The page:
Limits...
Anti-Arthritic Effect of Chebulanin on Collagen-Induced Arthritis in Mice.

Zhao Y, Liu F, Liu Y, Zhou D, Dai Q, Liu S - PLoS ONE (2015)

Bottom Line: To date, there are no effective therapies to slow the progress of this degenerative condition.Furthermore, micro-CT analysis revealed that chebulanin induced a dose-dependent reduction in cartilage destruction and bone erosion.Therefore, chebulanin is a strong therapeutic alternative for the treatment of RA.

View Article: PubMed Central - PubMed

Affiliation: Department of Pharmacy, Southwest Hospital, Third Military Medical University, Chongqing, China.

ABSTRACT
Rheumatoid arthritis is a chronic degenerative autoimmune disease characterized by persistent inflammation of synovial membranes, which leads to cartilage destruction and bone erosion. To date, there are no effective therapies to slow the progress of this degenerative condition. Here, we evaluate the anti-arthritic effect of chebulanin, an abundant anti-inflammatory agent isolated from Terminalia chebula, in collagen induced arthritis in DBA/1 mice by intragastric administration. Arthritic severity was scored by performing histopathological evaluation of the joints and measuring the expression of inflammatory cytokines and relative enzymes by immunohistochemical staining. In parallel, bone destruction and erosion were confirmed by micro-CT. Our data revealed that chebulanin significantly improved the severity of arthritis. Specifically, the histopathological characteristics of the tissues were improved and expression of TNF-α, IL-6, MMP-3 and COX-2 in the paws and joints of the treated mice decreased in a dose-dependent manner compared with control mice. Furthermore, micro-CT analysis revealed that chebulanin induced a dose-dependent reduction in cartilage destruction and bone erosion. Taken together, our findings suggest that chebulanin suppresses the expression of inflammatory mediators and prevents cartilage destruction and bone erosion in mice. Therefore, chebulanin is a strong therapeutic alternative for the treatment of RA.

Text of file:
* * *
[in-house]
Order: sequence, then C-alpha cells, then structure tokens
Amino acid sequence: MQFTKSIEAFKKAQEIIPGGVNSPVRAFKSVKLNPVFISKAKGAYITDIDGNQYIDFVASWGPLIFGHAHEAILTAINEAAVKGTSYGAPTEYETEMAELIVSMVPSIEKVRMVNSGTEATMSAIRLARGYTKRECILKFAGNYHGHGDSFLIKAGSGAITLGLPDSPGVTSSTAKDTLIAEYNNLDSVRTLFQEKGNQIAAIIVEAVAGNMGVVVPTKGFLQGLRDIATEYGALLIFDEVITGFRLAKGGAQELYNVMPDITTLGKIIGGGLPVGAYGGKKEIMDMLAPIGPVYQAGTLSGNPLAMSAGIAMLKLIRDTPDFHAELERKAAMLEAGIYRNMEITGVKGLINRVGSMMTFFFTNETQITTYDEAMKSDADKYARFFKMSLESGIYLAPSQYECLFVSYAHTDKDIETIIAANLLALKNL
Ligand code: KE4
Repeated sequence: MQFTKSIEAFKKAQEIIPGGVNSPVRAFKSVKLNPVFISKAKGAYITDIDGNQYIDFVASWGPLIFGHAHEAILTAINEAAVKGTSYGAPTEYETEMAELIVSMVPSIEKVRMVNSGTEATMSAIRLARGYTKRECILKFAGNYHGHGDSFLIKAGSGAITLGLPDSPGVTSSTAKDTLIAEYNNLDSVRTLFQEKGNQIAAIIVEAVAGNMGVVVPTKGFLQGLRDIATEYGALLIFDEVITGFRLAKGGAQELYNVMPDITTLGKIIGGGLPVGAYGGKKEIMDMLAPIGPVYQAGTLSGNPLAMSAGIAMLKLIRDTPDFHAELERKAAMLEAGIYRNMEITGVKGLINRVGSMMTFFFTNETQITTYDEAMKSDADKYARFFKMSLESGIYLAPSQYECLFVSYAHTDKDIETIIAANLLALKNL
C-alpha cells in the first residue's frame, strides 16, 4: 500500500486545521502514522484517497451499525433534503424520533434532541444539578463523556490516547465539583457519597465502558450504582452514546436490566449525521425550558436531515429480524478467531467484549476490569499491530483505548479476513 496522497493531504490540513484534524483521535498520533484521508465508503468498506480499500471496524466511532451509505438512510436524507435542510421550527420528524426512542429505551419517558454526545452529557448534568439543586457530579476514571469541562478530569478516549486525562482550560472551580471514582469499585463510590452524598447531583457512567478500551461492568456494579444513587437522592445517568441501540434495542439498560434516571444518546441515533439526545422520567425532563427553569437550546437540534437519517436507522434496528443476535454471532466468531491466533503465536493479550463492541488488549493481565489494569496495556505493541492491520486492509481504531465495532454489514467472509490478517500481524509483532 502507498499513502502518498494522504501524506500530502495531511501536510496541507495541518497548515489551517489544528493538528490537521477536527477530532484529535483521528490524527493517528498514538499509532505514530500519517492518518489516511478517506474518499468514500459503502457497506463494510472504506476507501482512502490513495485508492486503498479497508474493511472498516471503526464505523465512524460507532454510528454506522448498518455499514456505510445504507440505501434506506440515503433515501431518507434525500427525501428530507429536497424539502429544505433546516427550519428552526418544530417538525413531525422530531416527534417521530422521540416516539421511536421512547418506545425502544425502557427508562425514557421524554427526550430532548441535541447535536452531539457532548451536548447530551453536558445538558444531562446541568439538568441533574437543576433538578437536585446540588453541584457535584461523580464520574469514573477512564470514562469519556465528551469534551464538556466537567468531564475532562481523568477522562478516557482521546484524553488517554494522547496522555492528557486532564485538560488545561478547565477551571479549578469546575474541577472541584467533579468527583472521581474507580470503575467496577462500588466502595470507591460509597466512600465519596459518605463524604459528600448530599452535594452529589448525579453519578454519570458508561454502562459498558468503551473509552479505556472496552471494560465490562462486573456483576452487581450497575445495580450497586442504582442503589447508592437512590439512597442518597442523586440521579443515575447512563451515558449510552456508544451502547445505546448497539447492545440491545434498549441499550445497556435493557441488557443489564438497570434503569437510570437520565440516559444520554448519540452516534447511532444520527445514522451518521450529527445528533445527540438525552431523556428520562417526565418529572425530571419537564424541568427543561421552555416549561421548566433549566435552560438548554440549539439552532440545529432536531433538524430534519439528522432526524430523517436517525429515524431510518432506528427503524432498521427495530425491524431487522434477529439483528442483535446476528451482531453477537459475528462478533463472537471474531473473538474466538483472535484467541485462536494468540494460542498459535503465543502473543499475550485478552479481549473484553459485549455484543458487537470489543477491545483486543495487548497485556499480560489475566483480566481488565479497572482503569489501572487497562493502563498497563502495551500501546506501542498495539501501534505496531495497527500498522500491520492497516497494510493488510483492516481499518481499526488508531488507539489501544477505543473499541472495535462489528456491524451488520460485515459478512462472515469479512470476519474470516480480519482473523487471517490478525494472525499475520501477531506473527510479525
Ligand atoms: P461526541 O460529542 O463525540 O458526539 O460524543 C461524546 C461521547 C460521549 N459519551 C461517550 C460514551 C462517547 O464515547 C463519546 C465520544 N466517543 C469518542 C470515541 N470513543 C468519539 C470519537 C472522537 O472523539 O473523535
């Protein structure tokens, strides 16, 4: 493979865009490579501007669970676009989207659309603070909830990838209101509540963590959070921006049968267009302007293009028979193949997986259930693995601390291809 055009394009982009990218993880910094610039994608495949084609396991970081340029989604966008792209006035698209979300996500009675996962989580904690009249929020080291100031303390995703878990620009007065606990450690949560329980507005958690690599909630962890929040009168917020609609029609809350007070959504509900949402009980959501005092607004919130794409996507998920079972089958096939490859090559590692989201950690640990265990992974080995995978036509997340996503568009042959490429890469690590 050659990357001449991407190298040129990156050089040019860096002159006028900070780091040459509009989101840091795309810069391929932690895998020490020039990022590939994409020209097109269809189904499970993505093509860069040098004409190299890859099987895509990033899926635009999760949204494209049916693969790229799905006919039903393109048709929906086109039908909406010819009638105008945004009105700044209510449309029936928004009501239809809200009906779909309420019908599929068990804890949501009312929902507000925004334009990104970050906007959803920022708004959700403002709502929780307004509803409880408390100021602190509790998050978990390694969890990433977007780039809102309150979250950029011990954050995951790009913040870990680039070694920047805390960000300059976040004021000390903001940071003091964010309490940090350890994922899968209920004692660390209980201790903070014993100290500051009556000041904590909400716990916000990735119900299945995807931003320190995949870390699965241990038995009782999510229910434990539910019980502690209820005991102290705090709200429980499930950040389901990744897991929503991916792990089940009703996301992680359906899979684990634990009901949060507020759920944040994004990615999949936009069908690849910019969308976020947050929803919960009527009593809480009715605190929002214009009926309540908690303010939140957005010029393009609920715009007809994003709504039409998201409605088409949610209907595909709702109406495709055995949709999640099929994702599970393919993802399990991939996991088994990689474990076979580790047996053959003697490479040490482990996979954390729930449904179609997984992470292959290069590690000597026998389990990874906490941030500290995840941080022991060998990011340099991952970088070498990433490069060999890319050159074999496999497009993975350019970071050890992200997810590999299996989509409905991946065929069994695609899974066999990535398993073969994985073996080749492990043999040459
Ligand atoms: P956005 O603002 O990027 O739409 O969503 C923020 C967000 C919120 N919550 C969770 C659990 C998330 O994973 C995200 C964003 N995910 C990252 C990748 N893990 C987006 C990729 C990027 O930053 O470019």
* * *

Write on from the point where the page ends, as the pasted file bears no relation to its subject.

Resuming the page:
No MeSH data available.


Related in: MedlinePlus

Chebulanin treatment decreases the expression of the inflammation- related enzymes COX-2 and MMP-3 in CIA mice.Immunohistochemical staining of (A) COX-2 and (B) MMP-3 expression in the hind paws of treated and control mice and semi-quantitative analysis of the staining score. Photomicrographs were obtained at 40x magnification and data are expressed as mean ± standard deviation (n = 6). *p <0.05 vs. untreated CIA mice, #p <0.05 vs. normal mice.
© Copyright Policy
Related In: Results  -  Collection

License
getmorefigures.php?uid=PMC4581703&req=5

pone.0139052.g006: Chebulanin treatment decreases the expression of the inflammation- related enzymes COX-2 and MMP-3 in CIA mice.Immunohistochemical staining of (A) COX-2 and (B) MMP-3 expression in the hind paws of treated and control mice and semi-quantitative analysis of the staining score. Photomicrographs were obtained at 40x magnification and data are expressed as mean ± standard deviation (n = 6). *p <0.05 vs. untreated CIA mice, #p <0.05 vs. normal mice.

Mentions: Similar results were obtained for COX-2 (Fig 6A) and MMP-3 (Fig 6B) expression. Semi-quantitative pathological analysis confirmed that the expression levels for these two markers were markedly reduced in chebulanin-treated mice compared to untreated CIA mice and that this effect was dose-dependent.